Collective Wisdom

This week is my week to present again, and I will be talking a great deal about crowdsourcing. I am definitely enjoying learning more about the uses of crowdsourcing and its evolution since the term was coined by Jeff Howe. Luckily, because I’m saving up for the presentation, this is going to be relatively brief — for me, at least.

Two articles that I hadn’t already read were “Jamming for a Smarter Planet” and “When the Media Meet Crowds of Wisdom”. The idea behind jamming — or brainstorming through online conversation — fascinated me. Again it harks back to last week’s discussion on social echo, where listening and getting involved in conversations is the key. Jamming gives those closest to a particular topic opportunities to discuss the topic/problem/challenge in an open forum of similar experts. The 2009 Smarter Planet University Jam conducted by IBM came up with some intriguing and viable ideas for issues facing college students today.

Of course, I was most fascinated by the ideas on education and the “T-shaped” student, who shows deep knowledge in one discipline and broader knowledge in others. This is actually the idea espoused by the UF College of Journalism when I was an undergrad in the early 1990s. Today’s T-shaped students are met with even greater demands, which is why they recommended interdisciplinary education, a web-based repository of resources, interconnected campuses, and the idea of “give back”. With so many technological advances and resources already available to today’s students, education at all levels needs to keep up, and what better way to exponentially increase learning than increasing significant discussions on a global level.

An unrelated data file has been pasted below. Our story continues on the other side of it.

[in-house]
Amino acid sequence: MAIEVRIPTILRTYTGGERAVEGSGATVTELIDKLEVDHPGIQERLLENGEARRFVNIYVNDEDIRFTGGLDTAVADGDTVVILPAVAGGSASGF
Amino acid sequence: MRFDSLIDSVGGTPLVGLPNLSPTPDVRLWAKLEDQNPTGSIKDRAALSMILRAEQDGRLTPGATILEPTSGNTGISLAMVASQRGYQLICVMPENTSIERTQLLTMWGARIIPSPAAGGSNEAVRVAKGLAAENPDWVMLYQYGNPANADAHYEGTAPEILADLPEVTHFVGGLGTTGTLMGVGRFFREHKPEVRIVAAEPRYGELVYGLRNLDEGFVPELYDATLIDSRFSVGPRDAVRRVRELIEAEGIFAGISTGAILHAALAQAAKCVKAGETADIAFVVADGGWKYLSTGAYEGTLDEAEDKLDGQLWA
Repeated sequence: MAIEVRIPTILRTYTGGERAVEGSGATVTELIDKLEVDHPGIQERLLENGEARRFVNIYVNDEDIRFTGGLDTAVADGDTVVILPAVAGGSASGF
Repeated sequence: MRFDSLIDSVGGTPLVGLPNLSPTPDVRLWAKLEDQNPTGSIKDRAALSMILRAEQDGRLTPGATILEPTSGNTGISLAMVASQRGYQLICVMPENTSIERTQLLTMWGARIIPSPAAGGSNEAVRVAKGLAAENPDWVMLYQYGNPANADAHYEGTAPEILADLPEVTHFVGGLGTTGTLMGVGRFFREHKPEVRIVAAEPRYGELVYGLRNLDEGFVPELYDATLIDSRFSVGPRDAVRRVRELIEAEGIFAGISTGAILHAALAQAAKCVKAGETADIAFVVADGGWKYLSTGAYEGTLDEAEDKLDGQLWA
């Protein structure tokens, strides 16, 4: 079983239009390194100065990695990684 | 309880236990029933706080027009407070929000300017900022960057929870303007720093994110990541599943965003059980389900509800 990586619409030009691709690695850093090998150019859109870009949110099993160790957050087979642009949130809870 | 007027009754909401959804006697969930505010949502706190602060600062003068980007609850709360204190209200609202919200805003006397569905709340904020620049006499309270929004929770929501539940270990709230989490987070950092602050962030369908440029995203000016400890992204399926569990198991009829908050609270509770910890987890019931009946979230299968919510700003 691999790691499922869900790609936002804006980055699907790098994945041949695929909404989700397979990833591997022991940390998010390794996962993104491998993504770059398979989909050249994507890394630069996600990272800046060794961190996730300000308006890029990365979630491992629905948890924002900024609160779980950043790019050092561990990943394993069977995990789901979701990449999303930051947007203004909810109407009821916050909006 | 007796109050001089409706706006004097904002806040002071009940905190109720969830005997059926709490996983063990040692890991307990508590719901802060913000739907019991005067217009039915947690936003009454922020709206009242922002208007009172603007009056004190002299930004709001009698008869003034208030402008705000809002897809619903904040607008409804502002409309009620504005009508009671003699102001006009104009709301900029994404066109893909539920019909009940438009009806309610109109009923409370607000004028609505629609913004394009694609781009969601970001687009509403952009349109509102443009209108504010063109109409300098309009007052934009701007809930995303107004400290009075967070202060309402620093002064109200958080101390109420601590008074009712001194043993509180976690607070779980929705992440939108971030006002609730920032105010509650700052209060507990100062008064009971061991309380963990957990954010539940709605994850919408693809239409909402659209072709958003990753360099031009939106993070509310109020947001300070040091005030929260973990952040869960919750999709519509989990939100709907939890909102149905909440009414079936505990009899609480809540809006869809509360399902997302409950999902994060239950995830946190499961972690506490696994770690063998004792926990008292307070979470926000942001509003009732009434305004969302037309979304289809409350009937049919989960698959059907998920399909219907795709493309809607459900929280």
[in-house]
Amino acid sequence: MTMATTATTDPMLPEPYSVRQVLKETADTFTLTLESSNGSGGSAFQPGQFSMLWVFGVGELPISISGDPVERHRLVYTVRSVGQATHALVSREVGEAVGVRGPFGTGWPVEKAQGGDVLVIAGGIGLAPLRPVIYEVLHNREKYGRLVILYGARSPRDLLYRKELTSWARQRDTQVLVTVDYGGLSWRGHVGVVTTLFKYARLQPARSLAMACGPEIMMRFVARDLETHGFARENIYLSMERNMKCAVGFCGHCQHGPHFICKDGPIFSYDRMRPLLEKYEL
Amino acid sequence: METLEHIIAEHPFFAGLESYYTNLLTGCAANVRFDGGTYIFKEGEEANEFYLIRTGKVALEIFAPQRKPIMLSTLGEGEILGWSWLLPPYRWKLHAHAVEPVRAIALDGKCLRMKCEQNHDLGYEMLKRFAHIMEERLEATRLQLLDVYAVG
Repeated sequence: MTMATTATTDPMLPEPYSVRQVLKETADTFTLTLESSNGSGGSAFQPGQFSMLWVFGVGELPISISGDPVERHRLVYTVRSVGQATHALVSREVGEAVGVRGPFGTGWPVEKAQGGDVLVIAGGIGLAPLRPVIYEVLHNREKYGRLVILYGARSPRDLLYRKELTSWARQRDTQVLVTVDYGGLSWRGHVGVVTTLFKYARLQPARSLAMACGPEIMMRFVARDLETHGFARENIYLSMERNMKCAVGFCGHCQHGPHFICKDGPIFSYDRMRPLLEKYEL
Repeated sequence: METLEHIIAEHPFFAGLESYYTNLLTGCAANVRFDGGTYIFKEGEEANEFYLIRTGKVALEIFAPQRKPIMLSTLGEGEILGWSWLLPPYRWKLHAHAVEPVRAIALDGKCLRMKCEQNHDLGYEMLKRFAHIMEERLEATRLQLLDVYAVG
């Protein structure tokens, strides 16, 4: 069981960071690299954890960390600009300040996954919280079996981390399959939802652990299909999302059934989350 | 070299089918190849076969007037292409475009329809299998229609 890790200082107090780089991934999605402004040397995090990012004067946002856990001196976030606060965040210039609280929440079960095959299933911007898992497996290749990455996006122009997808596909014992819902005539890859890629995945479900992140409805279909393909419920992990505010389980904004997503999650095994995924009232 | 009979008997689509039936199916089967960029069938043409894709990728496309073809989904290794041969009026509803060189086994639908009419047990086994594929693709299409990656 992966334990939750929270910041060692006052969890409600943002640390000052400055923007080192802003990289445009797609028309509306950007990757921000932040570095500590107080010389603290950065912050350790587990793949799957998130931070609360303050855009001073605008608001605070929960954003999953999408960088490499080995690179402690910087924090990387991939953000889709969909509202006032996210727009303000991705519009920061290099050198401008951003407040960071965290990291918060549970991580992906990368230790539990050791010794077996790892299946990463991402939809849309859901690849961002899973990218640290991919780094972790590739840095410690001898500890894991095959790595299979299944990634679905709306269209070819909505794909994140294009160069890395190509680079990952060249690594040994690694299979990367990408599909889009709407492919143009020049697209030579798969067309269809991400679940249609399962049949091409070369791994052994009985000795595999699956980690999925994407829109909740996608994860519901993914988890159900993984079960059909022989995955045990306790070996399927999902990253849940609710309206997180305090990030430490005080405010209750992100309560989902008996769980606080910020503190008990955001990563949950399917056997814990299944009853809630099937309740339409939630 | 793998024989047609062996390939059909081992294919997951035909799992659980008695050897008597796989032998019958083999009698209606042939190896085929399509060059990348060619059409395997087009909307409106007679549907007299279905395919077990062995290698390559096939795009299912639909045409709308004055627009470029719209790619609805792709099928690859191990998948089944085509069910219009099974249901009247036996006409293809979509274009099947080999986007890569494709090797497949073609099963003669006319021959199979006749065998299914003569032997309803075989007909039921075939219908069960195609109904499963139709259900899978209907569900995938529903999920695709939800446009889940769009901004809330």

That is also the idea behind media shifts in our culture. News spreads lightning fast and traditional reporting methods are slow and dated. I first started noticing changes in journalism when papers started to flail and then television news started soliciting news photos and story ideas from viewers. Now it is not uncommon for non-journalists to report and comment on news events in official media outlets, for alternative media to increase in market share, and for access to experts to allow for greater depth in understanding at faster rates.

I do think there is power in the crowd, and that it can be beneficial overall. But there is also need for filtering that information that is so readily available. What do you see as the negative effects of crowdsourcing the news? How about crowdsourcing in general?


4 thoughts on “Collective Wisdom

  1. Nice post, Shannan. I look forward to your presentation (although I’ll be watching a recording since I’ll be mid-flight during class).

    I think that crowdsourcing overall is a good thing. It has opened up the door for little known artists to reveal their talent on the world stage. If you take a look at the top designers of 99designs, they are usually young designers who haven’t even entered the workforce. In many cases they don’t have degrees in the design domain. However, because crowdsourcing let’s your work speak for you, it has allowed people to enter domains that would usually require an expensive art degree. I think in this sense it is positive, though, I’m sure there are lots of pitfalls too.

  2. I agree with Naseem that crowdsourcing has definitely opened up great opportunities for designers and amateur photographers. It has its negative side though. For many professional designers, its hard to compete with these uprising sites that will sell work for cheap and doesn’t calculate the hours a designer has to put it to create a finished product. I think it is a double edged sword but from my standpoint, the positives outweigh the negatives.

  3. Shannon I definitely think crowdsourcing sometimes takes away from the originality of ideas. Nowadays I feel like everyones everything kind of looks the same. BUT the amount of information we’re able to obtain from the sharing of ideas in open forums is amazing. It’s not always the most accurate information but it allows our minds to take in different objectives so much more than we have in the past.

  4. I agree that originality suffers at times, but the amount of information and idea sharing – and the rate – are definitely amazing. I was thinking about this the other day. The internet allows people to isolate themselves to a certain degree, but also gives people opportunities to converse with more people on so many more things.

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